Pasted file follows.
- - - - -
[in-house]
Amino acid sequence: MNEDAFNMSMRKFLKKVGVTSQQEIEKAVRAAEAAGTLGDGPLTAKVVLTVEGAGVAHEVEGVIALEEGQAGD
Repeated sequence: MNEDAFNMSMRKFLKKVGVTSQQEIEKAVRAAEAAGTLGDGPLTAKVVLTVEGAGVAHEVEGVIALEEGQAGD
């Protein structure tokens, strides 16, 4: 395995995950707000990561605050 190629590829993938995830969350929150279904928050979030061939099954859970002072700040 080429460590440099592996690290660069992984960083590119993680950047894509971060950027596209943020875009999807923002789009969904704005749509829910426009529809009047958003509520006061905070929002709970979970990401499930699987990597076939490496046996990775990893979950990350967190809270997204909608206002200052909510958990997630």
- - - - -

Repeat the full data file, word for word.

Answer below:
[in-house]
Amino acid sequence: MNEDAFNMSMRKFLKKVGVTSQQEIEKAVRAAEAAGTLGDGPLTAKVVLTVEGAGVAHEVEGVIALEEGQAGD
Repeated sequence: MNEDAFNMSMRKFLKKVGVTSQQEIEKAVRAAEAAGTLGDGPLTAKVVLTVEGAGVAHEVEGVIALEEGQAGD
């Protein structure tokens, strides 16, 4: 395995995950707000990561605050 190629590829993938995830969350929150279904928050979030061939099954859970002072700040 080429460590440099592996690290660069992984960083590119993680950047894509971060950027596209943020875009999807923002789009969904704005749509829910426009529809009047958003509520006061905070929002709970979970990401499930699987990597076939490496046996990775990893979950990350967190809270997204909608206002200052909510958990997630």